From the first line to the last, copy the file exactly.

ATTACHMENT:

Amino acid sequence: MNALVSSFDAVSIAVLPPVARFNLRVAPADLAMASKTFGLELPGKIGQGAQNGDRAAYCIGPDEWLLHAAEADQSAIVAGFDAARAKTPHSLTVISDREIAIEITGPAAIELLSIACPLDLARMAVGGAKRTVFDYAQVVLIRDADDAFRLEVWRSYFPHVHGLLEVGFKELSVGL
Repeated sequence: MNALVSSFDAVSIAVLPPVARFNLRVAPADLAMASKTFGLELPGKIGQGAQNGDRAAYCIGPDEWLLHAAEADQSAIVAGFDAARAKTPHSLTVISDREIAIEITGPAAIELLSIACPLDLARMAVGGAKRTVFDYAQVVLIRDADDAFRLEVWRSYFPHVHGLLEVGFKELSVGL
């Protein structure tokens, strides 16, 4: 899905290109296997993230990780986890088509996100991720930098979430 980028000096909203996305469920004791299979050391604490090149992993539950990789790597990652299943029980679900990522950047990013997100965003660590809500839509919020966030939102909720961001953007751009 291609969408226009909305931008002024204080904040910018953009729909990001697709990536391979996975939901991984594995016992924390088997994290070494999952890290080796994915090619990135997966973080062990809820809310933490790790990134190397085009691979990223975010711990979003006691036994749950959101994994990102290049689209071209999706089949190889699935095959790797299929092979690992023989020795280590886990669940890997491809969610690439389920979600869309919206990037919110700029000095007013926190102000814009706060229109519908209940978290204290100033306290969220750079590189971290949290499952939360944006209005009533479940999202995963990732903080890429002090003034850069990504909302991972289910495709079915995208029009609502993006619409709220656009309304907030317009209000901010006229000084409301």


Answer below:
Amino acid sequence: MNALVSSFDAVSIAVLPPVARFNLRVAPADLAMASKTFGLELPGKIGQGAQNGDRAAYCIGPDEWLLHAAEADQSAIVAGFDAARAKTPHSLTVISDREIAIEITGPAAIELLSIACPLDLARMAVGGAKRTVFDYAQVVLIRDADDAFRLEVWRSYFPHVHGLLEVGFKELSVGL
Repeated sequence: MNALVSSFDAVSIAVLPPVARFNLRVAPADLAMASKTFGLELPGKIGQGAQNGDRAAYCIGPDEWLLHAAEADQSAIVAGFDAARAKTPHSLTVISDREIAIEITGPAAIELLSIACPLDLARMAVGGAKRTVFDYAQVVLIRDADDAFRLEVWRSYFPHVHGLLEVGFKELSVGL
């Protein structure tokens, strides 16, 4: 899905290109296997993230990780986890088509996100991720930098979430 980028000096909203996305469920004791299979050391604490090149992993539950990789790597990652299943029980679900990522950047990013997100965003660590809500839509919020966030939102909720961001953007751009 291609969408226009909305931008002024204080904040910018953009729909990001697709990536391979996975939901991984594995016992924390088997994290070494999952890290080796994915090619990135997966973080062990809820809310933490790790990134190397085009691979990223975010711990979003006691036994749950959101994994990102290049689209071209999706089949190889699935095959790797299929092979690992023989020795280590886990669940890997491809969610690439389920979600869309919206990037919110700029000095007013926190102000814009706060229109519908209940978290204290100033306290969220750079590189971290949290499952939360944006209005009533479940999202995963990732903080890429002090003034850069990504909302991972289910495709079915995208029009609502993006619409709220656009309304907030317009209000901010006229000084409301």